• Misery (1990)
At the end of the ‘80s, the horror and thriller genres were feeling more than a little sluggish. It was mainly all about sequels by then, with only a few flicks emerging here and there that gained any notice (Child’s Play was one such title, but then the sequels started and, well, that’s an entirely different story). It took This Is Spinal Tap creator Rob Reiner of all people to finally give the two genres a little life. The movie was called Misery, a stunning version of a novel by Stephen King — whose film adaptations up until then were usually snubbed by film critics.
The story finds writer Paul Sheldon (James Caan) recovering from a near-fatal car accident in the snow-capped mountains of Colorado. Nurtured back to health by a former nurse, Paul discovers that his caretaker is his “number one fan.” And indeed, Annie Wilkes (Kathy Bates, in a role that saved her from being just another bit part TV actress and landed her in the spotlight) is Paul’s biggest fan. Much to the novelist’s horror, however, Paul will soon find out how obsessed Annie really is, when she ceases to be a caretaker and starts playing the part of a captor.
Like Child’s Play, MGM/Fox’s new High Def release contains both a Blu-ray and a DVD version. The difference here, though, is that Misery’s Blu-ray disc is a barebones movie-only affair. While this would give more room for audio and video quality on a normal 8.75GB double-layer DVD, this is a 50GB dual layer disc we’re talking about here. And so, what we have here (aside from a failure to communicate) is Misery, presented in a splendid 1080p/AVC 1.85:1 widescreen transfer complete with ten language tracks and nearly twenty subtitle options. The video is crisp and clear, with nary a trace of those artificial preservatives sometimes present in High Def transfers.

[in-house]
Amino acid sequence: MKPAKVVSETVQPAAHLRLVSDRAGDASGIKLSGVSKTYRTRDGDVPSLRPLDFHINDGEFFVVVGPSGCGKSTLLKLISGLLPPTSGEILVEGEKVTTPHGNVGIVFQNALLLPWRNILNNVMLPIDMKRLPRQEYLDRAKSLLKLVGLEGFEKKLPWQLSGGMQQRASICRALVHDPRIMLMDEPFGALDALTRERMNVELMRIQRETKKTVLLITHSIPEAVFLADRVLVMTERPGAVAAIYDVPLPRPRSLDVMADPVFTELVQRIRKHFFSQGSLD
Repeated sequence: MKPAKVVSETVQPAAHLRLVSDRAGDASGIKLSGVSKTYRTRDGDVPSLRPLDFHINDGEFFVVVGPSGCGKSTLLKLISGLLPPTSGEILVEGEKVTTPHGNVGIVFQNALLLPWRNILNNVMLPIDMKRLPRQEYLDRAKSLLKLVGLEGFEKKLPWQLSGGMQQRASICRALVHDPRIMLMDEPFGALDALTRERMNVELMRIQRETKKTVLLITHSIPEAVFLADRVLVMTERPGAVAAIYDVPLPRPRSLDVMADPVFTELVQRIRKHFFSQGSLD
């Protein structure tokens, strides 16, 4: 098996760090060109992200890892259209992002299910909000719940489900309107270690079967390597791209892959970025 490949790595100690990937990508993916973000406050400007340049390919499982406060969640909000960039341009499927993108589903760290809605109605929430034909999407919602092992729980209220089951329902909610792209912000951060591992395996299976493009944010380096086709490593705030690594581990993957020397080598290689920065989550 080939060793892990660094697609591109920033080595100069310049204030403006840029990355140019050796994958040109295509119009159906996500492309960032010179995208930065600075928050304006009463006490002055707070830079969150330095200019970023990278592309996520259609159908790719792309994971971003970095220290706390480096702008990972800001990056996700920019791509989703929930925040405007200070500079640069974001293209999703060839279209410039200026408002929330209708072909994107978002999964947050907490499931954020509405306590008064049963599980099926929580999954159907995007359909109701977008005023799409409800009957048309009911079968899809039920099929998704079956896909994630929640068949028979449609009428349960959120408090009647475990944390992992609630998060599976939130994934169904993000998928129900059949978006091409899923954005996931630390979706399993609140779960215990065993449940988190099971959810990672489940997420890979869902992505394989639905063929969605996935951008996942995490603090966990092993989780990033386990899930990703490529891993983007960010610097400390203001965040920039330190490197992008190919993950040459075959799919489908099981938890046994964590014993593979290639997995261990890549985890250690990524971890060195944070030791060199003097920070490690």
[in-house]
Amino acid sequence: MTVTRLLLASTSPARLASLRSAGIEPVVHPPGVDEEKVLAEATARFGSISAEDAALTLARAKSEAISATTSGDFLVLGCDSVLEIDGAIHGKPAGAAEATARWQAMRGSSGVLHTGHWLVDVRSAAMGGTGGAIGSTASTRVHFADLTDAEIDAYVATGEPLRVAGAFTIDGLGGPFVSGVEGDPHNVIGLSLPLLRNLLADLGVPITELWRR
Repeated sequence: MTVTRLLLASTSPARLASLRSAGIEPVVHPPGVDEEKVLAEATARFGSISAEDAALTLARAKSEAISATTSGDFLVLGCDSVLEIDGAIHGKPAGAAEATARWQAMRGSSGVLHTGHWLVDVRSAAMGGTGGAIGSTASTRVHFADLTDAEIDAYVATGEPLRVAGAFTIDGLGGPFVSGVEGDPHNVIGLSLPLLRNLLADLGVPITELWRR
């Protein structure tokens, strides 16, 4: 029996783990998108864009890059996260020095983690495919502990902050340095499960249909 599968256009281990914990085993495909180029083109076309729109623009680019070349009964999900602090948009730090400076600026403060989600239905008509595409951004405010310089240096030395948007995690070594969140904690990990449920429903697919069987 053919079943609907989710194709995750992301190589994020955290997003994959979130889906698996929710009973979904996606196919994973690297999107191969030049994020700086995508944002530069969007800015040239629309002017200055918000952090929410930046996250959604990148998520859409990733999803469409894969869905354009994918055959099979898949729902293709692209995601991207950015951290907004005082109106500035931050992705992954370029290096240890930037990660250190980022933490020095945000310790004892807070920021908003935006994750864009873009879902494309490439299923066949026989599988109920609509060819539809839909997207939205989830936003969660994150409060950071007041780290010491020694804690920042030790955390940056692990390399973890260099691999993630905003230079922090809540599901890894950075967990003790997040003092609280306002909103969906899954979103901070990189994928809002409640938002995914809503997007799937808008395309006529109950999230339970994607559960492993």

The main English 5.1 DTS HD MA sound suffices quite well, especially during the more “tense” scenes, when Marc Shaiman’s score fills the room. Additional soundtracks are available in Spanish, French, Portuguese, German, Italian, Russian, Hungarian, Thai, and Turkish. Subtitles are offered in English SDH, Spanish, French, Portuguese, German, Italian, Korean, Cantonese, Czech, Danish, Dutch, Finnish, Hungarian, Indonesian, Mandarin, Norwegian, Polish, Russian, and Swedish (I think that’s all of ‘em).
Sadly, should one want to view any of the special features for Misery, one will have to do it via the DVD version, which is the same as the “Collector’s Edition” DVD released in October of 2007, which include two audio commentaries and a fistful of featurettes.